Malnourished or dehydration, hypothermia, weight loss with no apparent medical cause pallor, sunken eyes, cheeks, bedsores or injuries that have not been properly cared for, poor personal hygiene, clothing in poor repair, abandoned or left unattended for long periods, medicines not purchased or administered.
The following features should alert health care providers to the possibility of abuse, and the need to expand history taking and assessment procedures.*
There is incongruity between observations and information from the older person, or a discrepancy in perceptions of the older person and the suspected abuser.
There is any discrepancy between an injury and the history, unexplained injuries, conflicting stories, vague or bizarre explanations, or denial.
There are frequent requests for care or treatment for comparatively minor conditions.
There is a delay in seeking care or reporting an injury.
The older person is described as ‘accident prone’ or has a history of injury, untreated injuries and multiple injuries, especially at various stages of healing. 35Elder Abuse and Neglect
There are repeated accident or emergency attendances of the older people from the same care setting.
There are manifestations of inadequate care, including poor hygiene or nutritional status, poorly controlled medical conditions, frequent falls and confusion.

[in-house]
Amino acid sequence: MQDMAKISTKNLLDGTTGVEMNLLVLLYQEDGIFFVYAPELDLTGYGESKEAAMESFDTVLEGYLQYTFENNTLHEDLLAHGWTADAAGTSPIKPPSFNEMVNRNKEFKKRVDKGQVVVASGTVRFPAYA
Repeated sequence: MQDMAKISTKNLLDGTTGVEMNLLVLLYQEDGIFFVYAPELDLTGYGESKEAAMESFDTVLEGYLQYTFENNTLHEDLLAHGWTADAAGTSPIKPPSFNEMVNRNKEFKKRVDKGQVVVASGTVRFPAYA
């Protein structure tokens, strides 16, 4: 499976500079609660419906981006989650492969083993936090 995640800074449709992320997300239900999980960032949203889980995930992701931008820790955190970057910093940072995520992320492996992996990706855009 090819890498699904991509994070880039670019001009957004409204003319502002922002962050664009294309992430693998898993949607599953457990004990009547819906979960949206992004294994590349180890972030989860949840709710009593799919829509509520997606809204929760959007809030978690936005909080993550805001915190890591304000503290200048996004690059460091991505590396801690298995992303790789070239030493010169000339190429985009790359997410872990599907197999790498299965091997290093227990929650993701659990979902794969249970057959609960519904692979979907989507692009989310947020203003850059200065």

A relative or carer appears overly protective or controlling, or the older person displays unexplained anger or fear towards the carer or relative.
There is an apparent inability to afford food, clothing, housing or social activities, or questionable use of the older person’s possessions/property/funds.
*(Levine, 2003; Community Care Access Centre of Waterloo Region, 2001; Bennett, 1994; Cochran and Petrone, 1987;New Mexico Coalition Against Domestic Violence, nd).
Definition of elder abuse
Elder abuse is defined as: "a single, or repeated act, or lack of appropriate action, occurring within any relationship where there is an expectation of trust, which causes harm or distress to an older person."*
However, when defining elder abuse, it is also important to take into consideration the cultural context of what constitutes abuse. Meanings of abuse may include: disrespect, dishonour, lack of esteem shown to kaumätua, or ignoring the needs of older people. It is important to keep in mind the impact abuse has on the older person when determining whether elder abuse has occurred.
*Definition adopted from WHO Toronto Declaration on the Global Prevention of Elder Abuse, 2002.
Regional HealthPathways NZ
Access to the following regional pathways is localised for each region and access is limited to health providers. If you do not know the login details, contact your DHB or PHO for more information: